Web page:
• Many of you have probably read this book: Giving our Children a Fighting Chance, which was mentioned in the Growing Young Minds report as well as Pioneering Literacy Report about the two neighborhoods in Philadelphia where they were trying to level the playing field with allowing access to technology. The most profound piece of knowledge that I gleaned through reading this book, and what guides my philosophy when I’m using technology in my storytimes is that Access is not enough when it comes to bridging the digital divide. You can have all the access and high quality conent there is, but if there’s no parent-child engagement around that technology or the book, or whatever it is, it doesn’t matter.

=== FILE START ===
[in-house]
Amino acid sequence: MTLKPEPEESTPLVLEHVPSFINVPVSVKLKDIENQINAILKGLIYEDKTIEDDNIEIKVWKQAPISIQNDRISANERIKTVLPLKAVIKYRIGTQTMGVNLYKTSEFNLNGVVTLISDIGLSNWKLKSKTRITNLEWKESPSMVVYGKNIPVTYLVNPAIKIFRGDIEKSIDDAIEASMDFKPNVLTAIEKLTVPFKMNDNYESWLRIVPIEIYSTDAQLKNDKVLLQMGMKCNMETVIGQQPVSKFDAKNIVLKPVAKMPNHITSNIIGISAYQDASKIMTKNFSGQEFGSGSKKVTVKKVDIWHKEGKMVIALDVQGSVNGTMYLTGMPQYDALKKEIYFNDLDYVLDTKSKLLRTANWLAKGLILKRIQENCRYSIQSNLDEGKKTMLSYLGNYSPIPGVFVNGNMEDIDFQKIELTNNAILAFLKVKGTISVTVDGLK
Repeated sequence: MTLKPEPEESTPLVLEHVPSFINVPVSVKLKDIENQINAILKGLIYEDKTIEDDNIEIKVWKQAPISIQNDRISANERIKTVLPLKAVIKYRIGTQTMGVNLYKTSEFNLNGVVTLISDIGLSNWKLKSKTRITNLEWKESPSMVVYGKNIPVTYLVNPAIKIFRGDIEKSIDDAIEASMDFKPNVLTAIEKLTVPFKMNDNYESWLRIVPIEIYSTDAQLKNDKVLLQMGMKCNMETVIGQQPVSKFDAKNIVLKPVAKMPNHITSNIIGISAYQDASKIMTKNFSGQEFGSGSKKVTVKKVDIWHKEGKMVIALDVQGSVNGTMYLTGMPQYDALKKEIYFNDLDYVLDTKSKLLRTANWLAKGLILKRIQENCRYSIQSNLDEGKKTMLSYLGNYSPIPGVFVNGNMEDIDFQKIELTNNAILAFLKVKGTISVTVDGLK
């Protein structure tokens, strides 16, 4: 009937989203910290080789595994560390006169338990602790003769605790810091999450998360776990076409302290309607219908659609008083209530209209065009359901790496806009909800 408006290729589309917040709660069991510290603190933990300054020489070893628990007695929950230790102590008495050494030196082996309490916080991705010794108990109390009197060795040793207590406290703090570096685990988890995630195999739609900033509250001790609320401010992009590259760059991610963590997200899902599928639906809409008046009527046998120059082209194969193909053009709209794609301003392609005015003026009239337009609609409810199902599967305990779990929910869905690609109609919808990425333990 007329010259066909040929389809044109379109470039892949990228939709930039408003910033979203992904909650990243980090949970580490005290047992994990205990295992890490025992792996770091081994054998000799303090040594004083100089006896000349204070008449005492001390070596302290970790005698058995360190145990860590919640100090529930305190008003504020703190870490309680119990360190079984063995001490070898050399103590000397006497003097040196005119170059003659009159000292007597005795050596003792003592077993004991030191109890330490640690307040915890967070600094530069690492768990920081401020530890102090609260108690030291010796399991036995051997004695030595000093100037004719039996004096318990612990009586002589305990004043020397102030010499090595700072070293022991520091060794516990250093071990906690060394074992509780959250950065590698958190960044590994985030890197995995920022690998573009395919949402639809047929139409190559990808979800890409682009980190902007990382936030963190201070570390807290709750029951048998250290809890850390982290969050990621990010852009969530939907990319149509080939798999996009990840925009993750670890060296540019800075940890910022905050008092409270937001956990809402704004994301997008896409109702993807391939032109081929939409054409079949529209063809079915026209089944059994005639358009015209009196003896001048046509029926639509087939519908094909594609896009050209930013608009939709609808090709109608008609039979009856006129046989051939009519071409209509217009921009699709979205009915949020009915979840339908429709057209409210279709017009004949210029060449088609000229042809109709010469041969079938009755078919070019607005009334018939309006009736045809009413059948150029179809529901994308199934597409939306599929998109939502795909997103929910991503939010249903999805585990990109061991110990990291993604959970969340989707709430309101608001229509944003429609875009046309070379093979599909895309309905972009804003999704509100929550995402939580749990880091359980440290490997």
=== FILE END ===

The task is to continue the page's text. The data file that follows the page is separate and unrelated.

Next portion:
• One does not simply offer access without modeling engagement. That’s been my sounding call for librarians and I’m developing a model to help guide libraries and librarians around the use of tablet technology with young kids: there are three things that any given library or librarian has to figure out before embarking on a program: what kind of access does their community need? What kind of content to use, and how to support parent-child engagement around the use of the content.